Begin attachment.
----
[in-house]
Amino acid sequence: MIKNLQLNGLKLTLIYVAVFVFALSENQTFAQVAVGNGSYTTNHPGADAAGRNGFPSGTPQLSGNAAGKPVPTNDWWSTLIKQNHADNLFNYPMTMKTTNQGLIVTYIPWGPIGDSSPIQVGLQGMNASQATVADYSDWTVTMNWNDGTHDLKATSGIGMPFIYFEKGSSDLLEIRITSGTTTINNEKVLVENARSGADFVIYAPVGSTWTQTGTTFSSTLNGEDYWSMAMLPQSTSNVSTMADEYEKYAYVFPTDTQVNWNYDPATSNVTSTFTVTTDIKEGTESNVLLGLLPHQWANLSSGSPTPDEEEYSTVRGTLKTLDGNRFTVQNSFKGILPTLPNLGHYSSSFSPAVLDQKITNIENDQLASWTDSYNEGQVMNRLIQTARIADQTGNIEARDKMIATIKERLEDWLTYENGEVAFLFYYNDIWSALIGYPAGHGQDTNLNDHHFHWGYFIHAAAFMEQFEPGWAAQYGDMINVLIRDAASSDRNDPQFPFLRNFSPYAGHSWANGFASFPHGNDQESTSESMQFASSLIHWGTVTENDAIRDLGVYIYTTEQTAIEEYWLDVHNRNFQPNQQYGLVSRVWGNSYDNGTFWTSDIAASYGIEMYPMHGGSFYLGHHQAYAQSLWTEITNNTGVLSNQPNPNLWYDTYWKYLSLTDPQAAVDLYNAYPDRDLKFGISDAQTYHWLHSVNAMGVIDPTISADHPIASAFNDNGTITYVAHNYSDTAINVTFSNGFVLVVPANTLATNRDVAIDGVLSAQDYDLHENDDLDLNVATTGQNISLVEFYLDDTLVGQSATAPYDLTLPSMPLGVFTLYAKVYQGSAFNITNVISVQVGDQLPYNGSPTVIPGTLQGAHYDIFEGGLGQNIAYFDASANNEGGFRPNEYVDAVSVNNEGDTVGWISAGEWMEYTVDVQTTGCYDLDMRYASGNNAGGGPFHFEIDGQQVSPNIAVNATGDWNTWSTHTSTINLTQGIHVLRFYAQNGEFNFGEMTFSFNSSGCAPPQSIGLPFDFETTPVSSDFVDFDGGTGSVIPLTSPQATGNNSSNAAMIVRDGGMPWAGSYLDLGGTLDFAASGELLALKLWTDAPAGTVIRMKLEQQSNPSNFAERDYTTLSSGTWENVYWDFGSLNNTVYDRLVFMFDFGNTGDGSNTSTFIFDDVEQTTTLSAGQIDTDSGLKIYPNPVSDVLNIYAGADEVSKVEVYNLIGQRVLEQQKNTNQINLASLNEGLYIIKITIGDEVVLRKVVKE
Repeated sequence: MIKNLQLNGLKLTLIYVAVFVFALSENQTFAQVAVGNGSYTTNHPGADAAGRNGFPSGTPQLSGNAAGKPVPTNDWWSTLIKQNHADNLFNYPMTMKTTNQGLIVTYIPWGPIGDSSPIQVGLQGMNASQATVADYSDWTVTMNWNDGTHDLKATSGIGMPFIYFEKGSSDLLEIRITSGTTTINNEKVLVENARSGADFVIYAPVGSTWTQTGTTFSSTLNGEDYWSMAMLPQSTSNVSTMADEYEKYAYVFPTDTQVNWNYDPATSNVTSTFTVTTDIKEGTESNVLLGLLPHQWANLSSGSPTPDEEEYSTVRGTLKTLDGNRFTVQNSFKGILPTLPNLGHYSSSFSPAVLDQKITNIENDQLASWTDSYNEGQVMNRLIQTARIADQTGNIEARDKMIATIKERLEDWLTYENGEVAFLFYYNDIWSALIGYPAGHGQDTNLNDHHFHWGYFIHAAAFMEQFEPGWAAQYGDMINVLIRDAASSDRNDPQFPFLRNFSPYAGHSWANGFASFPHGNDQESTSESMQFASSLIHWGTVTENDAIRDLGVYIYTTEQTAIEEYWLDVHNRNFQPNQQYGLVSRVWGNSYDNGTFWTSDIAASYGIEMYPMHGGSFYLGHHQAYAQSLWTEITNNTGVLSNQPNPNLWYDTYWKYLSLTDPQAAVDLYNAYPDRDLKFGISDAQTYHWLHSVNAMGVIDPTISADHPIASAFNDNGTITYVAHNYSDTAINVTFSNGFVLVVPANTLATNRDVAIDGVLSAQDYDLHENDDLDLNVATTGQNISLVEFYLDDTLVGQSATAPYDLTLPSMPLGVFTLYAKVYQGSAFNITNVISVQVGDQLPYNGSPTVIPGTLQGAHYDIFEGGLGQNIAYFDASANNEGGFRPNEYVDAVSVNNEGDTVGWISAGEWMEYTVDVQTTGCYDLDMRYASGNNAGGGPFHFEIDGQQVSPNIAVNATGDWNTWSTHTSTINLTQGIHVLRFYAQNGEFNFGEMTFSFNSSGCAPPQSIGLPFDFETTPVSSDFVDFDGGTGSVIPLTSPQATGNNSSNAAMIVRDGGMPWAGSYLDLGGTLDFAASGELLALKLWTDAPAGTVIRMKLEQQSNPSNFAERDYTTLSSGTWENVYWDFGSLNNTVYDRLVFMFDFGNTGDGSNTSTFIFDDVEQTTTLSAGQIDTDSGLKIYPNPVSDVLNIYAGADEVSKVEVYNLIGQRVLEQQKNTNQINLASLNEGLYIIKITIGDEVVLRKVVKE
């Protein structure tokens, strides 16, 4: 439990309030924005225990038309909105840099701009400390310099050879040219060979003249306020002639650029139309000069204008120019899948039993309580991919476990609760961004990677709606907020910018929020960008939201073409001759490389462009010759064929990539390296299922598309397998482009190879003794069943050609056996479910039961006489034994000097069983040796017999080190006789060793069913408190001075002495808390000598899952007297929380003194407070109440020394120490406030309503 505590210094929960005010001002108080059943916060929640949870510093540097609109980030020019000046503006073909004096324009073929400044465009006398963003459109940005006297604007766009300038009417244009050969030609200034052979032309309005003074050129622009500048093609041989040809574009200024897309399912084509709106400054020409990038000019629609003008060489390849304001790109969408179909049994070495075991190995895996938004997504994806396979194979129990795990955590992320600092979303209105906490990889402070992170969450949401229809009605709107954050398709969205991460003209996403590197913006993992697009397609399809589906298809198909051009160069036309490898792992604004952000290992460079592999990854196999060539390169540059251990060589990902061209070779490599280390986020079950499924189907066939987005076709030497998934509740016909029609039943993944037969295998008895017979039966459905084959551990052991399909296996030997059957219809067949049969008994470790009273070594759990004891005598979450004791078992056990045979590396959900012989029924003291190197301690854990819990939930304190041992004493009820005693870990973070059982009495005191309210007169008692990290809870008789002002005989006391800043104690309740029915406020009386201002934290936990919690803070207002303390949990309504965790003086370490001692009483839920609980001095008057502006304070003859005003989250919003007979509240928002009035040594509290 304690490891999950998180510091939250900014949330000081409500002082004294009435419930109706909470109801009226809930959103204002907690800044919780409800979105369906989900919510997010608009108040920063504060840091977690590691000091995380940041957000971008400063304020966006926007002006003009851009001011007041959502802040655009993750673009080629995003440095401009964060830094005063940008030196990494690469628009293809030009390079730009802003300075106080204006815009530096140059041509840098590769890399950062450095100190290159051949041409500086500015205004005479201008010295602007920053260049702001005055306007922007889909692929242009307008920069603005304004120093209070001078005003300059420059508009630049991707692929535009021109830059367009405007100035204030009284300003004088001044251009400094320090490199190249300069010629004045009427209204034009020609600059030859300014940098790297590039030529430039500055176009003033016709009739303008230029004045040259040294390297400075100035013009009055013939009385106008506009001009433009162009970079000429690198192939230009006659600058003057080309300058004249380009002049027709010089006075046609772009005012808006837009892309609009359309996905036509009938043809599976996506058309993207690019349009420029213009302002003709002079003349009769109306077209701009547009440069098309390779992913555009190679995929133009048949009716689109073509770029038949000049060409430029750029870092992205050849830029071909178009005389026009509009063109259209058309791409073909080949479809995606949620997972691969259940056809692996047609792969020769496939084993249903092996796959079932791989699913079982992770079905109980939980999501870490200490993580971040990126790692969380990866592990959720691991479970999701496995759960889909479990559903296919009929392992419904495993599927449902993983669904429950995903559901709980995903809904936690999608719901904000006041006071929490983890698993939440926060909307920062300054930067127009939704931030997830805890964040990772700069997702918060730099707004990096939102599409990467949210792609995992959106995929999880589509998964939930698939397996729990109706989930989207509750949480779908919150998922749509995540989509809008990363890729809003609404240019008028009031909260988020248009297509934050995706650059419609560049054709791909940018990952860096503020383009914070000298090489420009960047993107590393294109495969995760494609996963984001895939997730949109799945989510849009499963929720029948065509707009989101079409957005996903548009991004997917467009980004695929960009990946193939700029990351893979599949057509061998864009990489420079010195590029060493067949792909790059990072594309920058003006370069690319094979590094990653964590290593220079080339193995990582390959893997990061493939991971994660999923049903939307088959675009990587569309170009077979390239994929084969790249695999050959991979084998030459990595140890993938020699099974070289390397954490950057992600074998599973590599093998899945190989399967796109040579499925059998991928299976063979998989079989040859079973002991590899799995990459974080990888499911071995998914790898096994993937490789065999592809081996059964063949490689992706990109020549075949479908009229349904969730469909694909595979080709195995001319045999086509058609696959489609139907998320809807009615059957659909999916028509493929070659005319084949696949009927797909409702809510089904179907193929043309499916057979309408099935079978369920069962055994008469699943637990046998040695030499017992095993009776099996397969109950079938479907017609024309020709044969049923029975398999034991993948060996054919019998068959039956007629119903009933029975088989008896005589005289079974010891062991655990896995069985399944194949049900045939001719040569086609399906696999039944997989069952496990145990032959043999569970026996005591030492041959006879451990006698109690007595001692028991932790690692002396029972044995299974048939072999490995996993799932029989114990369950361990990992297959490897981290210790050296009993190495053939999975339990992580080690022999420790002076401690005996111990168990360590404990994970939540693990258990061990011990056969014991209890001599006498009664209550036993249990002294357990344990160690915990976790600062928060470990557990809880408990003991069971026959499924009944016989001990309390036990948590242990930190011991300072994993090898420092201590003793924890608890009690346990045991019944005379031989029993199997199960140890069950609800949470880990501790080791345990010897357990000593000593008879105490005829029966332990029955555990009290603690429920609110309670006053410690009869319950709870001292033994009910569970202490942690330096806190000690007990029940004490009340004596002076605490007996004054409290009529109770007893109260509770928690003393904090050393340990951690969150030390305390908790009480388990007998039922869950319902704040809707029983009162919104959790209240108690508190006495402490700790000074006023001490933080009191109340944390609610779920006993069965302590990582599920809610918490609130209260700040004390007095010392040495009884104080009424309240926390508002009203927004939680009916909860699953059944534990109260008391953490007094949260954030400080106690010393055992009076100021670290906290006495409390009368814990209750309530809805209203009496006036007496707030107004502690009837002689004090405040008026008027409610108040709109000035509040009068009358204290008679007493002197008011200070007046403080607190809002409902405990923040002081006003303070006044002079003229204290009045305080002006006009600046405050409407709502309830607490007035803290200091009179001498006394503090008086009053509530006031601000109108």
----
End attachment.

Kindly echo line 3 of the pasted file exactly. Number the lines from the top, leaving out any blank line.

Repeated sequence: MIKNLQLNGLKLTLIYVAVFVFALSENQTFAQVAVGNGSYTTNHPGADAAGRNGFPSGTPQLSGNAAGKPVPTNDWWSTLIKQNHADNLFNYPMTMKTTNQGLIVTYIPWGPIGDSSPIQVGLQGMNASQATVADYSDWTVTMNWNDGTHDLKATSGIGMPFIYFEKGSSDLLEIRITSGTTTINNEKVLVENARSGADFVIYAPVGSTWTQTGTTFSSTLNGEDYWSMAMLPQSTSNVSTMADEYEKYAYVFPTDTQVNWNYDPATSNVTSTFTVTTDIKEGTESNVLLGLLPHQWANLSSGSPTPDEEEYSTVRGTLKTLDGNRFTVQNSFKGILPTLPNLGHYSSSFSPAVLDQKITNIENDQLASWTDSYNEGQVMNRLIQTARIADQTGNIEARDKMIATIKERLEDWLTYENGEVAFLFYYNDIWSALIGYPAGHGQDTNLNDHHFHWGYFIHAAAFMEQFEPGWAAQYGDMINVLIRDAASSDRNDPQFPFLRNFSPYAGHSWANGFASFPHGNDQESTSESMQFASSLIHWGTVTENDAIRDLGVYIYTTEQTAIEEYWLDVHNRNFQPNQQYGLVSRVWGNSYDNGTFWTSDIAASYGIEMYPMHGGSFYLGHHQAYAQSLWTEITNNTGVLSNQPNPNLWYDTYWKYLSLTDPQAAVDLYNAYPDRDLKFGISDAQTYHWLHSVNAMGVIDPTISADHPIASAFNDNGTITYVAHNYSDTAINVTFSNGFVLVVPANTLATNRDVAIDGVLSAQDYDLHENDDLDLNVATTGQNISLVEFYLDDTLVGQSATAPYDLTLPSMPLGVFTLYAKVYQGSAFNITNVISVQVGDQLPYNGSPTVIPGTLQGAHYDIFEGGLGQNIAYFDASANNEGGFRPNEYVDAVSVNNEGDTVGWISAGEWMEYTVDVQTTGCYDLDMRYASGNNAGGGPFHFEIDGQQVSPNIAVNATGDWNTWSTHTSTINLTQGIHVLRFYAQNGEFNFGEMTFSFNSSGCAPPQSIGLPFDFETTPVSSDFVDFDGGTGSVIPLTSPQATGNNSSNAAMIVRDGGMPWAGSYLDLGGTLDFAASGELLALKLWTDAPAGTVIRMKLEQQSNPSNFAERDYTTLSSGTWENVYWDFGSLNNTVYDRLVFMFDFGNTGDGSNTSTFIFDDVEQTTTLSAGQIDTDSGLKIYPNPVSDVLNIYAGADEVSKVEVYNLIGQRVLEQQKNTNQINLASLNEGLYIIKITIGDEVVLRKVVKE